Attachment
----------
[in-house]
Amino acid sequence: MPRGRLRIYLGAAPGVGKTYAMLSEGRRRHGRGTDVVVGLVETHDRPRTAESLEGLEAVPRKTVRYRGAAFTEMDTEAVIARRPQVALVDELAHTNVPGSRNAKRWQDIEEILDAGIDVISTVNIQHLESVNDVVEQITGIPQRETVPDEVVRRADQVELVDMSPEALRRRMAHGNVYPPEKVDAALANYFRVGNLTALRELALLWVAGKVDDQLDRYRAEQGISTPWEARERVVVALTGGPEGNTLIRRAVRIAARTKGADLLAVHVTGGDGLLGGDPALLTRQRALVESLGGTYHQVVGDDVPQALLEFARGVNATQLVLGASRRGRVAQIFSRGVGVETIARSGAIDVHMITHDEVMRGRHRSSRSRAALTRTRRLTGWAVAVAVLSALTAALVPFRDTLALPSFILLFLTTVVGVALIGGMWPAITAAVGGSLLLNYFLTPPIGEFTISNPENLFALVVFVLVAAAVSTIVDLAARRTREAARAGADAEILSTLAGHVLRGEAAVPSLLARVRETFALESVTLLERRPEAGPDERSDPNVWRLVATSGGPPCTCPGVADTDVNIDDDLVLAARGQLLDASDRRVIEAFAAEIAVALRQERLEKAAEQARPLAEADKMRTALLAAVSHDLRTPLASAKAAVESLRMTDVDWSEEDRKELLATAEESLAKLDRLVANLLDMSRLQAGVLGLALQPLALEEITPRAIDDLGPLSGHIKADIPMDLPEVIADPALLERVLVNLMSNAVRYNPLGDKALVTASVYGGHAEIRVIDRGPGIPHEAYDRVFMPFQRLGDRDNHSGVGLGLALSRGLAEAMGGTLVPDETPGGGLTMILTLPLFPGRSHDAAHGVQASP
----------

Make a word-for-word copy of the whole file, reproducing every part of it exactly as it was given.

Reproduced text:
[in-house]
Amino acid sequence: MPRGRLRIYLGAAPGVGKTYAMLSEGRRRHGRGTDVVVGLVETHDRPRTAESLEGLEAVPRKTVRYRGAAFTEMDTEAVIARRPQVALVDELAHTNVPGSRNAKRWQDIEEILDAGIDVISTVNIQHLESVNDVVEQITGIPQRETVPDEVVRRADQVELVDMSPEALRRRMAHGNVYPPEKVDAALANYFRVGNLTALRELALLWVAGKVDDQLDRYRAEQGISTPWEARERVVVALTGGPEGNTLIRRAVRIAARTKGADLLAVHVTGGDGLLGGDPALLTRQRALVESLGGTYHQVVGDDVPQALLEFARGVNATQLVLGASRRGRVAQIFSRGVGVETIARSGAIDVHMITHDEVMRGRHRSSRSRAALTRTRRLTGWAVAVAVLSALTAALVPFRDTLALPSFILLFLTTVVGVALIGGMWPAITAAVGGSLLLNYFLTPPIGEFTISNPENLFALVVFVLVAAAVSTIVDLAARRTREAARAGADAEILSTLAGHVLRGEAAVPSLLARVRETFALESVTLLERRPEAGPDERSDPNVWRLVATSGGPPCTCPGVADTDVNIDDDLVLAARGQLLDASDRRVIEAFAAEIAVALRQERLEKAAEQARPLAEADKMRTALLAAVSHDLRTPLASAKAAVESLRMTDVDWSEEDRKELLATAEESLAKLDRLVANLLDMSRLQAGVLGLALQPLALEEITPRAIDDLGPLSGHIKADIPMDLPEVIADPALLERVLVNLMSNAVRYNPLGDKALVTASVYGGHAEIRVIDRGPGIPHEAYDRVFMPFQRLGDRDNHSGVGLGLALSRGLAEAMGGTLVPDETPGGGLTMILTLPLFPGRSHDAAHGVQASP